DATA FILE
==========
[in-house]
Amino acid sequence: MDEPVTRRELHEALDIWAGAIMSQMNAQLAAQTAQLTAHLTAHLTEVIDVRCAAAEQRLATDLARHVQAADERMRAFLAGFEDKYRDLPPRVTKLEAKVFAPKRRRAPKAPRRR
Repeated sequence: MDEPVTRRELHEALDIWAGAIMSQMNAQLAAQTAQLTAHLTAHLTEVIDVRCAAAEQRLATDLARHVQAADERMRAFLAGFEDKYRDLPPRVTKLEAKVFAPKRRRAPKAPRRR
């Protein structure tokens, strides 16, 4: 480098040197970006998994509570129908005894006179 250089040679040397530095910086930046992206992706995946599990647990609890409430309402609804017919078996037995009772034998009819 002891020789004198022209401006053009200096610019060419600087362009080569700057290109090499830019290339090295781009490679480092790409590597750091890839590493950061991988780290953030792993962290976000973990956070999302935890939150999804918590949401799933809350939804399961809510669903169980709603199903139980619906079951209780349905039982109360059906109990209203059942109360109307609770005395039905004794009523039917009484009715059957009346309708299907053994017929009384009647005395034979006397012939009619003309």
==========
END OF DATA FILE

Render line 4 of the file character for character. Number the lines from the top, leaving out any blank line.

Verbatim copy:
């Protein structure tokens, strides 16, 4: 480098040197970006998994509570129908005894006179 250089040679040397530095910086930046992206992706995946599990647990609890409430309402609804017919078996037995009772034998009819 002891020789004198022209401006053009200096610019060419600087362009080569700057290109090499830019290339090295781009490679480092790409590597750091890839590493950061991988780290953030792993962290976000973990956070999302935890939150999804918590949401799933809350939804399961809510669903169980709603199903139980619906079951209780349905039982109360059906109990209203059942109360109307609770005395039905004794009523039917009484009715059957009346309708299907053994017929009384009647005395034979006397012939009619003309």